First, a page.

What makes this book different is a sense that something is about to happen.
A handful of sportsmen, including two of the best shots in the land, have gathered at Nettleby Park in Oxfordshire for the big shooting party of the season.
This is a book to savor, written by a remarkable stylist whose prose clearly illustrates that less is more.
Wonderful book. Gentle , astute. Truthful. All the things good writing should be. An insightful cameo of the end of an era, affectionate and knowing, a brilliant description of a... Read morePublished 7 months ago by Penelope Hansen
This is the best portrayal of pre-World War I British upper-class society that I have read. It also hints at customs that were not broadcast around as we do today. Read morePublished 10 months ago by siritove
This book is a subtle and evocative description of one of the English gentry's best enjoyed leisure activities - shooting grouse and other wildfowl. Read morePublished 13 months ago by Denise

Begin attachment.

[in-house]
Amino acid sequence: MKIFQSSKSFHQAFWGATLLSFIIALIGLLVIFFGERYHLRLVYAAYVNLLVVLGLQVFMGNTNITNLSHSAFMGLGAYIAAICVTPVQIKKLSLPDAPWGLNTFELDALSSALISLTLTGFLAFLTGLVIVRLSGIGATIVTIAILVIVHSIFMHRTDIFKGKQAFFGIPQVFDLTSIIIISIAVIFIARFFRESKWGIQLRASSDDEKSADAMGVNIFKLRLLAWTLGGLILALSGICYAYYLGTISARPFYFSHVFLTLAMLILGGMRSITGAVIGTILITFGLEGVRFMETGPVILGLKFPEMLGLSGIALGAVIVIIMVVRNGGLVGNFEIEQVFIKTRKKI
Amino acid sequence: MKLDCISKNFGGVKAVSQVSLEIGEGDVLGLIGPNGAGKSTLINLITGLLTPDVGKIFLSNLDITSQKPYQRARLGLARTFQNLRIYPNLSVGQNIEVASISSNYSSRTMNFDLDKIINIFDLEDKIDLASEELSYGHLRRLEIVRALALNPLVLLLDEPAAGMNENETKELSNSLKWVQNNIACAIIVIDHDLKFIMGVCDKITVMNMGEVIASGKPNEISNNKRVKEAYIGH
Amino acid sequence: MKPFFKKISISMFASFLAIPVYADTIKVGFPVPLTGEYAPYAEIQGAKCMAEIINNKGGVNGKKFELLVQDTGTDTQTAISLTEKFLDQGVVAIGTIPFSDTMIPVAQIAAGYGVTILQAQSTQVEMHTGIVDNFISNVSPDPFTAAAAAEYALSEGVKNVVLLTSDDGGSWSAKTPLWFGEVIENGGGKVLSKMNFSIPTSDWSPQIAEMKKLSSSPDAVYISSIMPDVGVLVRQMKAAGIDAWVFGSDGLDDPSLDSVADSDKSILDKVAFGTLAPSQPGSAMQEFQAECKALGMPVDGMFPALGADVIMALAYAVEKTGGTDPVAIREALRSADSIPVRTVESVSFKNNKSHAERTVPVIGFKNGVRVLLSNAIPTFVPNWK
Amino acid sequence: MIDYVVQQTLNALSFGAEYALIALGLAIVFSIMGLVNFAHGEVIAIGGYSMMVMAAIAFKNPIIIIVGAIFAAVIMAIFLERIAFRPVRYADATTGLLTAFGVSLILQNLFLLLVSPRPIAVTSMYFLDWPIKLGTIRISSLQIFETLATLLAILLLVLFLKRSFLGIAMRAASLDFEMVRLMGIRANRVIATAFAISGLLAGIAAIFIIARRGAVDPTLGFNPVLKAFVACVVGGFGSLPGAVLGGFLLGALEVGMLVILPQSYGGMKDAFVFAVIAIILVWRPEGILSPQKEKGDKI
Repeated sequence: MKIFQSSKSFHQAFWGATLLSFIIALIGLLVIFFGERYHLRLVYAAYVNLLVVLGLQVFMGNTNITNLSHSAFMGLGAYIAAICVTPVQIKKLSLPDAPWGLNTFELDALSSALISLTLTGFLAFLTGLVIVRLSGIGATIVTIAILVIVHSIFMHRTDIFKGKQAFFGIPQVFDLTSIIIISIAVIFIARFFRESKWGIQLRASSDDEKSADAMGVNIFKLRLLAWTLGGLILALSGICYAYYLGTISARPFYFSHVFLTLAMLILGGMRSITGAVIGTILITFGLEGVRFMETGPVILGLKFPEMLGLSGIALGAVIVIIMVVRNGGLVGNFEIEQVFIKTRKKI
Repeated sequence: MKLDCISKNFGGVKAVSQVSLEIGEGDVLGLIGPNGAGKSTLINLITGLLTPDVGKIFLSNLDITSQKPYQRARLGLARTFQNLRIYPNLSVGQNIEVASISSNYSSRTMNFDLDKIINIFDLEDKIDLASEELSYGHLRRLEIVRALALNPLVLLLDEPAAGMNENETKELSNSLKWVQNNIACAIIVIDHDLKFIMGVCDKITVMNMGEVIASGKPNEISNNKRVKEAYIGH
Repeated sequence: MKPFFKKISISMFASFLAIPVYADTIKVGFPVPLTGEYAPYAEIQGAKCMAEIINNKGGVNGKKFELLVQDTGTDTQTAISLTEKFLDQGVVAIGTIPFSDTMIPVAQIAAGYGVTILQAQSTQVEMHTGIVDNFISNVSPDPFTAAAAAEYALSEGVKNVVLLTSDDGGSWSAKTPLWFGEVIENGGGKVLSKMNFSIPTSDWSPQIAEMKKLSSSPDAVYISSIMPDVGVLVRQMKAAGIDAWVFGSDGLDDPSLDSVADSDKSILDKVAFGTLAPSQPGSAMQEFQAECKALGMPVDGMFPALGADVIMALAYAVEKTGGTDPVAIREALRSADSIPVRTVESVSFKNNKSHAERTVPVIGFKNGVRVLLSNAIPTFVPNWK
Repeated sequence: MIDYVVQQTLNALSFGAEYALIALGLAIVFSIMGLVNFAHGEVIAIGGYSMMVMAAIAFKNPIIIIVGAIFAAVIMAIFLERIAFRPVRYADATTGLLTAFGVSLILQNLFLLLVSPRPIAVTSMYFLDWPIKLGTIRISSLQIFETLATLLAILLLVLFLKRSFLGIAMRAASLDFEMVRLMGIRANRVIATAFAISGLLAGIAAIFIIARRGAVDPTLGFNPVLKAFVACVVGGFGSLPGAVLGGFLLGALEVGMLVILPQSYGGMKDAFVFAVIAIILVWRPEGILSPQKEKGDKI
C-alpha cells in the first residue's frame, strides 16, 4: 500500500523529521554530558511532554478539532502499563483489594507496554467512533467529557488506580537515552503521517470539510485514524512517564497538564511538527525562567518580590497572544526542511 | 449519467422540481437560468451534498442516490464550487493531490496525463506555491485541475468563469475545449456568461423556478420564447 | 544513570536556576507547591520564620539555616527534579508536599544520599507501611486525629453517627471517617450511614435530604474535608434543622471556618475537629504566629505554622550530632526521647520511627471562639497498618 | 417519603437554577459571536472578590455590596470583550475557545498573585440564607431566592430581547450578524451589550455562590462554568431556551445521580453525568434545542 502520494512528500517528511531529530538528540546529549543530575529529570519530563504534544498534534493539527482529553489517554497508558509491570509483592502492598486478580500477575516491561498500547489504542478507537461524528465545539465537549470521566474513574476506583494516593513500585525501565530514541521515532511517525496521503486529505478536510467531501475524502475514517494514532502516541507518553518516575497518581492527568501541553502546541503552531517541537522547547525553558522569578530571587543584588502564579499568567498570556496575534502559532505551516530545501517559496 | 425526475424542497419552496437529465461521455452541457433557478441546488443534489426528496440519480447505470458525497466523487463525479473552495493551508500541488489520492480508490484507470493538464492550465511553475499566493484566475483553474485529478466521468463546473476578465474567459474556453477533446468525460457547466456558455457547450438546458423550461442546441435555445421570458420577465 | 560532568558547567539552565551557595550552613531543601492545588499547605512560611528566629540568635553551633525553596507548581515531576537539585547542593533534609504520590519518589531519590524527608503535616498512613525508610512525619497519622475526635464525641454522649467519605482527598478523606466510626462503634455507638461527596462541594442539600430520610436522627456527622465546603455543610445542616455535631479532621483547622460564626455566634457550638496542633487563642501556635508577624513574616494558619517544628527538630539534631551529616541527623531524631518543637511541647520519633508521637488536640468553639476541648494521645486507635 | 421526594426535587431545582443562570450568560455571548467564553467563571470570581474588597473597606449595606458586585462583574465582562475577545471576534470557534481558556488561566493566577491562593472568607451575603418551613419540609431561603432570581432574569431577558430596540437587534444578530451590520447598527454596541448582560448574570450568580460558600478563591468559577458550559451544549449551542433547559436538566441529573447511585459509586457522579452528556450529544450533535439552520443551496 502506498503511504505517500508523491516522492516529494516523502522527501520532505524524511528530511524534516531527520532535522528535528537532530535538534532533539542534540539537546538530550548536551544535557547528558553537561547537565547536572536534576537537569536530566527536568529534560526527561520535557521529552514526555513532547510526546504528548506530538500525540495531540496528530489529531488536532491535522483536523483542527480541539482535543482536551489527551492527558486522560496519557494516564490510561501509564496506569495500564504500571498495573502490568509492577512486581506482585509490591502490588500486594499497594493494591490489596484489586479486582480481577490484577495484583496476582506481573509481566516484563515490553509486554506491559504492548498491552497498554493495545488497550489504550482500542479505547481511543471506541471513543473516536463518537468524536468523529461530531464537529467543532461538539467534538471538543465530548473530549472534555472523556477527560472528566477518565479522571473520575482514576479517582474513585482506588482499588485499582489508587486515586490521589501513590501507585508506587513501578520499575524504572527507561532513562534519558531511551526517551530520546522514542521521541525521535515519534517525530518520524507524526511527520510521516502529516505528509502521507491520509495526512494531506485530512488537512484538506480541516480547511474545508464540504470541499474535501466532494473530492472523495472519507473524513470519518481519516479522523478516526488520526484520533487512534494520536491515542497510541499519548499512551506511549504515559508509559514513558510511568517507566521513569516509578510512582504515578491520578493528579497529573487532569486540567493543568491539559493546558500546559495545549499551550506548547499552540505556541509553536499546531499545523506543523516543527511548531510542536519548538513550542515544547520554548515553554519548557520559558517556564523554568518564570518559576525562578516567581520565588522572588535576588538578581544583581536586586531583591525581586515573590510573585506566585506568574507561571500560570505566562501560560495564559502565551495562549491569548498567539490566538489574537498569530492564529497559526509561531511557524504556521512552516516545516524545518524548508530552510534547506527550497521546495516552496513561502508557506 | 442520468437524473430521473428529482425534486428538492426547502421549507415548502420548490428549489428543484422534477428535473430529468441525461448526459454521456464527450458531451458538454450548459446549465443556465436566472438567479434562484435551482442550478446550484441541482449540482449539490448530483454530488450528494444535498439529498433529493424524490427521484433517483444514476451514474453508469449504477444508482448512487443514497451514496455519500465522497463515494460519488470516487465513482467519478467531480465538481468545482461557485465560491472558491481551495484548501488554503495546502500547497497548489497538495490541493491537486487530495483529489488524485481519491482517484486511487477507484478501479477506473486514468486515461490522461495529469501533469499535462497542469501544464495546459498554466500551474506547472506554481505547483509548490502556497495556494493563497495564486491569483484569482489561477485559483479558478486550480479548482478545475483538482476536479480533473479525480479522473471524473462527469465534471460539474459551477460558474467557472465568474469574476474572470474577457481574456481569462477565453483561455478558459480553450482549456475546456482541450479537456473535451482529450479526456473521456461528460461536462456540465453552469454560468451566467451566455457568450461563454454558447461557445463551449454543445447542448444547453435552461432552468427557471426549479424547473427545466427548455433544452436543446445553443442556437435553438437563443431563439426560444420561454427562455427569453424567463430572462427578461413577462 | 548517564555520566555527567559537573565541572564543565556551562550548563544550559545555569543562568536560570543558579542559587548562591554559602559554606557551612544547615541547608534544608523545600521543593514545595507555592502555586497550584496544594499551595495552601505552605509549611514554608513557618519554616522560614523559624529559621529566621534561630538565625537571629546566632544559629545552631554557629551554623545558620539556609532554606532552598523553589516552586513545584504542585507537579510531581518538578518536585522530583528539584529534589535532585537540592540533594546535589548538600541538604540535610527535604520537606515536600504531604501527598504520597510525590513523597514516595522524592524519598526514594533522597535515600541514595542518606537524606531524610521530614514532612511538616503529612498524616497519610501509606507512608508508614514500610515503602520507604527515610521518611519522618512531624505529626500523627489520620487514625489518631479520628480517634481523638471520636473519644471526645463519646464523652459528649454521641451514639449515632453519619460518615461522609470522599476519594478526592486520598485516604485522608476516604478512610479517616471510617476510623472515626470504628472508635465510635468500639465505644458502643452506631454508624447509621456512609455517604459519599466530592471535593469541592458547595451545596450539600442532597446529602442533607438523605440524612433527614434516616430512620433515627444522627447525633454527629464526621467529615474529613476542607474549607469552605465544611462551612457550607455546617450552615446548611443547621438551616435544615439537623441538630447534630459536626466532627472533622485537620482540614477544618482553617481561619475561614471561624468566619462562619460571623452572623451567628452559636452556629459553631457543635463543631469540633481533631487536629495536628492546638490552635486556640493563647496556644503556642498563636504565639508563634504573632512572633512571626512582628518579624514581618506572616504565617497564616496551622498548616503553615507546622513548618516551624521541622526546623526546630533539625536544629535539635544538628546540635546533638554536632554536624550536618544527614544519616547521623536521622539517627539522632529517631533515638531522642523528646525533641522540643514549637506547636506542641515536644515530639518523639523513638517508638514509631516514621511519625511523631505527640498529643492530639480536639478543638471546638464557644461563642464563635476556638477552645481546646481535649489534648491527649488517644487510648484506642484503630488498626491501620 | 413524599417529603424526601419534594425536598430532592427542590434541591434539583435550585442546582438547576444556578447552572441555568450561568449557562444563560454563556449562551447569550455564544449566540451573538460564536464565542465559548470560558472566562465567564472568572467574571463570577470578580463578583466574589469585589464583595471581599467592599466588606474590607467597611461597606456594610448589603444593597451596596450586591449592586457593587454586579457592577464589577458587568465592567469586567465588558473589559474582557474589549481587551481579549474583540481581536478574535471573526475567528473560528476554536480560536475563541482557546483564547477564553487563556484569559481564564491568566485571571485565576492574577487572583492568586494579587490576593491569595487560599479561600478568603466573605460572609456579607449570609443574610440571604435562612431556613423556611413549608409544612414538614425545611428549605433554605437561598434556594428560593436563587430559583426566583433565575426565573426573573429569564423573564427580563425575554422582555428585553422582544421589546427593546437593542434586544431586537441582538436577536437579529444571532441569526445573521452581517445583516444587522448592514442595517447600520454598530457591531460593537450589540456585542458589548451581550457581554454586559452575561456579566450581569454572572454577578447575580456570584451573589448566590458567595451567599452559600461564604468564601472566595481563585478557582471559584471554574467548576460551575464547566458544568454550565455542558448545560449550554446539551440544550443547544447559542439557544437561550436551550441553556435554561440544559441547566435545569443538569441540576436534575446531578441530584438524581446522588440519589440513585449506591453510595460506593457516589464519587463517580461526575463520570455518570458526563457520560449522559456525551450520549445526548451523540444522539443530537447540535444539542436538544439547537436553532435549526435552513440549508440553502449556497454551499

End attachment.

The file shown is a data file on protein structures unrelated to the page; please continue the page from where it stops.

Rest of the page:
The movie of "The Shooting Party" (starring James Mason) follows the book closely, however, much of the nuance and detail was, of necessity, left out. Read morePublished 16 months ago by Edward Olsen
Be sure to read Julian Fellowes's introduction, which gives you a helpful frame through which to view this portrait of a world that's barely imaginable now.Published 17 months ago by yyzgwm
I bought this book because I love the work of Julian Fellowes and I was not disappointed. Loved the insight into the various players in an English country house.Published 18 months ago by Alexandra Clark
I found it very boring. Not too much substance to it. Our bookclub had it as a monthly selection and I was the only one who actually finished it as none of our group liked it.Published 18 months ago by JoAnne G Dufort
What did the English upper class do for fun before the "Great War"? They shot anything that moved, gossiped and had affairs. Read morePublished on April 23, 2012 by M. Seminara
This is an excellent portrait of the English nobility at the moment before the world changed, before the start of World War One. Read morePublished on January 20, 2012 by S. Smith-Peter